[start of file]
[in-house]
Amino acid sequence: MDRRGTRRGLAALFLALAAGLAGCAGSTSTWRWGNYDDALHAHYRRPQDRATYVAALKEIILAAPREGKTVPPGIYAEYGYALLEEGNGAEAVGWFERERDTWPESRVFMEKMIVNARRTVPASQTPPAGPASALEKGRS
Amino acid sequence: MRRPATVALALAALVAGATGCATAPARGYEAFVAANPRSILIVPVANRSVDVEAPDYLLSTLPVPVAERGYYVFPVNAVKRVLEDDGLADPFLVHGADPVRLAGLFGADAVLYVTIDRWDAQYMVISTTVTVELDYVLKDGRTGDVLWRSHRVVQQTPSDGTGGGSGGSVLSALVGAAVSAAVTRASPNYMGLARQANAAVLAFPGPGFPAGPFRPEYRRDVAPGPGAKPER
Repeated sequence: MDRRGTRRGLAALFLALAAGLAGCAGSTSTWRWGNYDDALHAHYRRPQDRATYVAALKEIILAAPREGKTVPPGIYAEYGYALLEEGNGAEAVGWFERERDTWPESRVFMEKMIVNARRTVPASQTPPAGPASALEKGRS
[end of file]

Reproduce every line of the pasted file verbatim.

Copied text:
[in-house]
Amino acid sequence: MDRRGTRRGLAALFLALAAGLAGCAGSTSTWRWGNYDDALHAHYRRPQDRATYVAALKEIILAAPREGKTVPPGIYAEYGYALLEEGNGAEAVGWFERERDTWPESRVFMEKMIVNARRTVPASQTPPAGPASALEKGRS
Amino acid sequence: MRRPATVALALAALVAGATGCATAPARGYEAFVAANPRSILIVPVANRSVDVEAPDYLLSTLPVPVAERGYYVFPVNAVKRVLEDDGLADPFLVHGADPVRLAGLFGADAVLYVTIDRWDAQYMVISTTVTVELDYVLKDGRTGDVLWRSHRVVQQTPSDGTGGGSGGSVLSALVGAAVSAAVTRASPNYMGLARQANAAVLAFPGPGFPAGPFRPEYRRDVAPGPGAKPER
Repeated sequence: MDRRGTRRGLAALFLALAAGLAGCAGSTSTWRWGNYDDALHAHYRRPQDRATYVAALKEIILAAPREGKTVPPGIYAEYGYALLEEGNGAEAVGWFERERDTWPESRVFMEKMIVNARRTVPASQTPPAGPASALEKGRS